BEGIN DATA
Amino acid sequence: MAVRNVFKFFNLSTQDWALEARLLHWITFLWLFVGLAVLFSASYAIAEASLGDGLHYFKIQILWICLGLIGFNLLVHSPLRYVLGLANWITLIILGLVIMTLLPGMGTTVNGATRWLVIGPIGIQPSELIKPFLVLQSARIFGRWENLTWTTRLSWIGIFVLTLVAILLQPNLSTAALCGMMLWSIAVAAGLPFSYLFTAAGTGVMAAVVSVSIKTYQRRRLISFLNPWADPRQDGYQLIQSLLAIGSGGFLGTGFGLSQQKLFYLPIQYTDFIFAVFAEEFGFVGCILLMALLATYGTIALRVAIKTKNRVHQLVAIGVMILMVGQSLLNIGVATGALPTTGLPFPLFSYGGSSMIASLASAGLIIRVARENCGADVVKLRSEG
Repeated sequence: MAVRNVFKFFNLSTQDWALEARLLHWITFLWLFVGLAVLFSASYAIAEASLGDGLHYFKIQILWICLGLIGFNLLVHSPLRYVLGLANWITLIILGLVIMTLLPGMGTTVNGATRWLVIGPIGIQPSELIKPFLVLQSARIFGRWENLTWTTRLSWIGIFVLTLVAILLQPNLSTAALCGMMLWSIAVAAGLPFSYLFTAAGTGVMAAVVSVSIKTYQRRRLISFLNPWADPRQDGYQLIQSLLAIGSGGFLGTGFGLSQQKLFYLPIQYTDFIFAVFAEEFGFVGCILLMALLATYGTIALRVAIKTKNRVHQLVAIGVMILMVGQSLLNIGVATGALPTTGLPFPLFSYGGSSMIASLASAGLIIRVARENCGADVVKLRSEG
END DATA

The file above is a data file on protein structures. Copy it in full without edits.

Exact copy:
Amino acid sequence: MAVRNVFKFFNLSTQDWALEARLLHWITFLWLFVGLAVLFSASYAIAEASLGDGLHYFKIQILWICLGLIGFNLLVHSPLRYVLGLANWITLIILGLVIMTLLPGMGTTVNGATRWLVIGPIGIQPSELIKPFLVLQSARIFGRWENLTWTTRLSWIGIFVLTLVAILLQPNLSTAALCGMMLWSIAVAAGLPFSYLFTAAGTGVMAAVVSVSIKTYQRRRLISFLNPWADPRQDGYQLIQSLLAIGSGGFLGTGFGLSQQKLFYLPIQYTDFIFAVFAEEFGFVGCILLMALLATYGTIALRVAIKTKNRVHQLVAIGVMILMVGQSLLNIGVATGALPTTGLPFPLFSYGGSSMIASLASAGLIIRVARENCGADVVKLRSEG
Repeated sequence: MAVRNVFKFFNLSTQDWALEARLLHWITFLWLFVGLAVLFSASYAIAEASLGDGLHYFKIQILWICLGLIGFNLLVHSPLRYVLGLANWITLIILGLVIMTLLPGMGTTVNGATRWLVIGPIGIQPSELIKPFLVLQSARIFGRWENLTWTTRLSWIGIFVLTLVAILLQPNLSTAALCGMMLWSIAVAAGLPFSYLFTAAGTGVMAAVVSVSIKTYQRRRLISFLNPWADPRQDGYQLIQSLLAIGSGGFLGTGFGLSQQKLFYLPIQYTDFIFAVFAEEFGFVGCILLMALLATYGTIALRVAIKTKNRVHQLVAIGVMILMVGQSLLNIGVATGALPTTGLPFPLFSYGGSSMIASLASAGLIIRVARENCGADVVKLRSEG